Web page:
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Partnership working and collaboration: Enhancing patient care in Northern Ireland

Ciaran McKenna MCPara, reflects on the importance of staff engagement and partnership working to develop pathways and ultimately improve patient care.

Partnership working and collaboration: Enhancing patient care in Northern Ireland

The Northern Ireland Ambulance Service (NIAS) provides pre-hospital care for a population of 1.8 million over 5,450 square miles. A fleet of 60 A&E ambulances and 20 Rapid Response Vehicles (RRV’s) respond to an average of 500 emergency calls per day.

The NIAS, was until recently regarded as a “traditional ambulance service” in that the majority of calls they responded to resulted in the patient being transported to the Emergency Department. Within the last two years, NIAS have introduced a number of Appropriate Care Pathways (ACP’s) which offer patients alternatives to the ED which are more appropriate to their needs.

There were a number of factors which prompted the introduction of the Appropriate Care Pathways, however the key strategic drivers were the Donaldson report and the Transforming Your Care (TYC) review. Donaldson advocated expanding the role of paramedics while the TYC report encouraged care closer to home rather than in hospital. Before NIAS introduced the new ACPs, a rigours engagement process took place which included engagement with:

  • Ambulance staff
  • Patients and service users
  • The general public
  • Commissioners

Our staff engagement involved meeting both operational staff and management representatives. Our operational staff helped shape some of the pathways e.g. the introduction of a district nursing pathway to help manage calls to patients with blocked catheters. The meetings which were held across Northern Ireland also helped address some of the fears raised by our staff such as “what happens if it goes wrong?”

As a result of these meetings we were also able to change some operational practice following feedback from our staff. The Rapid Response Vehicle (RRV) referral pathway was developed which has enabled RRV paramedics to refer appropriate patients to the Patient Care Service (PCS). The paramedic no longer has to wait on scene for the PCS ambulance to arrive.

Service user feedback was key in developing the pathways and ensuring the service we are providing meets the needs of our community. In addition to articles in the patient client council newsletter, there were also a number of meetings held with a range of service user groups across NI. Two general service user meetings were followed with some pathway specific meetings including Diabetes UK; Epilepsy NI; Age NI and the Northern Ireland Human Rights Commission. The service users were able to question and challenge the proposed pathways and ensure that they would meet their needs. Diabetes UK and Epilepsy NI also provided telephone numbers for advice lines should our paramedics need any advice while on scene. Service user feedback was also important and so patient satisfaction surveys were issued following the implementation of the pathways.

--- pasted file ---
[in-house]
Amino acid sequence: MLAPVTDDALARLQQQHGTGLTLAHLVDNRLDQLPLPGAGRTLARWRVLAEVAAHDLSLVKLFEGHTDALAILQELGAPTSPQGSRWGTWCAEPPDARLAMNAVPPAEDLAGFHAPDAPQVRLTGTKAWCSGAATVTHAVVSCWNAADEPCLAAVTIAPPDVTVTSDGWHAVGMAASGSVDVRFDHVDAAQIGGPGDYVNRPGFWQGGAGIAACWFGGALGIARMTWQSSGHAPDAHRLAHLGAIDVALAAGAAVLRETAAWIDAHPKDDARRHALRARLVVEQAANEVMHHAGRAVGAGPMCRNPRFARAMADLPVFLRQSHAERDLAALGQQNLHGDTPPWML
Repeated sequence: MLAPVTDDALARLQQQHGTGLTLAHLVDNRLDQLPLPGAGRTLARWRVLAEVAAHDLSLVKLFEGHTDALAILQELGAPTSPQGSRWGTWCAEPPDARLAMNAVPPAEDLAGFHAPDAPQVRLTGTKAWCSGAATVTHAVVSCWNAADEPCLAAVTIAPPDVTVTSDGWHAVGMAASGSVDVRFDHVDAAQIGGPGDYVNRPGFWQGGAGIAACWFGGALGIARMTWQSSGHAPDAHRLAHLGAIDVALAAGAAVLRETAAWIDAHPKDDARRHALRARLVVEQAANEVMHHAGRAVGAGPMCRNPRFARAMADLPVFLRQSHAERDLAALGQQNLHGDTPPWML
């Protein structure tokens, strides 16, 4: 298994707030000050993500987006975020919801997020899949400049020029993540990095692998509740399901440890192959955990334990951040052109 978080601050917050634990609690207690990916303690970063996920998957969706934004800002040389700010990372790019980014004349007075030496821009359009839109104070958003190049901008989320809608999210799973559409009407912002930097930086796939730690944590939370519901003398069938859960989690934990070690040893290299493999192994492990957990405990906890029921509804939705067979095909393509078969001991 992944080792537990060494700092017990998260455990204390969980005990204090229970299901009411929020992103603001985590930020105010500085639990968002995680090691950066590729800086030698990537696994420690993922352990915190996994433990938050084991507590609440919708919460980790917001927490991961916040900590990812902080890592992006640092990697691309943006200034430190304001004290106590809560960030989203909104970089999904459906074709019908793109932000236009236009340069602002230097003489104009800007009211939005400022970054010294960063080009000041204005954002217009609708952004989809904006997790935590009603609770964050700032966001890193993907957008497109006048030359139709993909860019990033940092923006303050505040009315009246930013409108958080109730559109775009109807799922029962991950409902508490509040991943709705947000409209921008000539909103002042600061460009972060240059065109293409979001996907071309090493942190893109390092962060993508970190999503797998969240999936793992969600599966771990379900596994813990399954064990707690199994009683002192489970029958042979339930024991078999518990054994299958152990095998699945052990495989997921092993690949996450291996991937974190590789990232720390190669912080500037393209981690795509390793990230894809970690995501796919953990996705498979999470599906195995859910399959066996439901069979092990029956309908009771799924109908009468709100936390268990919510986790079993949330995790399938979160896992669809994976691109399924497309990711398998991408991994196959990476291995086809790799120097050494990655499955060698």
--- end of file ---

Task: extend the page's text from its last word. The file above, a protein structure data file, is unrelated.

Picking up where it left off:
It was clear from the outset that informing the general public would be important in the success of the new pathways. While there is still work to do, a number of initiatives are underway including:

  • Ambulance information stands at prominent shopping centres
  • School education visits
  • Production of a series of short “patient stories” DVDs highlighting the new way of working
  • Interviews on local radio stations
  • Development of NIAS patient information leaflets
  • Enhanced use of social media

The commissioners were involved in the development of all the pathways. We were able to demonstrate how the new pathways would enhance patient care and ultimately result in a better patient experience but we were also able to prove how utilisation of the pathways would benefit the wider health economy in Northern Ireland.

There are now 10 appropriate care pathways across NI which either mean our paramedics can treat the patient at home and refer to a specialist or transport the patient to a facility more appropriate for their clinical needs.

Examples of alternative destinations include:

  • Cardiac Cath labs
  • Frail / Elderly units
  • Minor injury units
  • Alcohol recovery centre

Examples of referral pathways include:

  • Palliative care referral pathway
  • District nursing referral pathway
  • Falls referral pathway
  • Frail / Elderly acute care at home pathway
  • Diabetes referral pathway

To watch Ciaran's presentation from the 2016 National Conference, please click here.

Ciaran McKenna McPara

Author: Ciaran McKenna McPara (Clinical Service Improvement Lead, Northern Ireland Ambulance Service)

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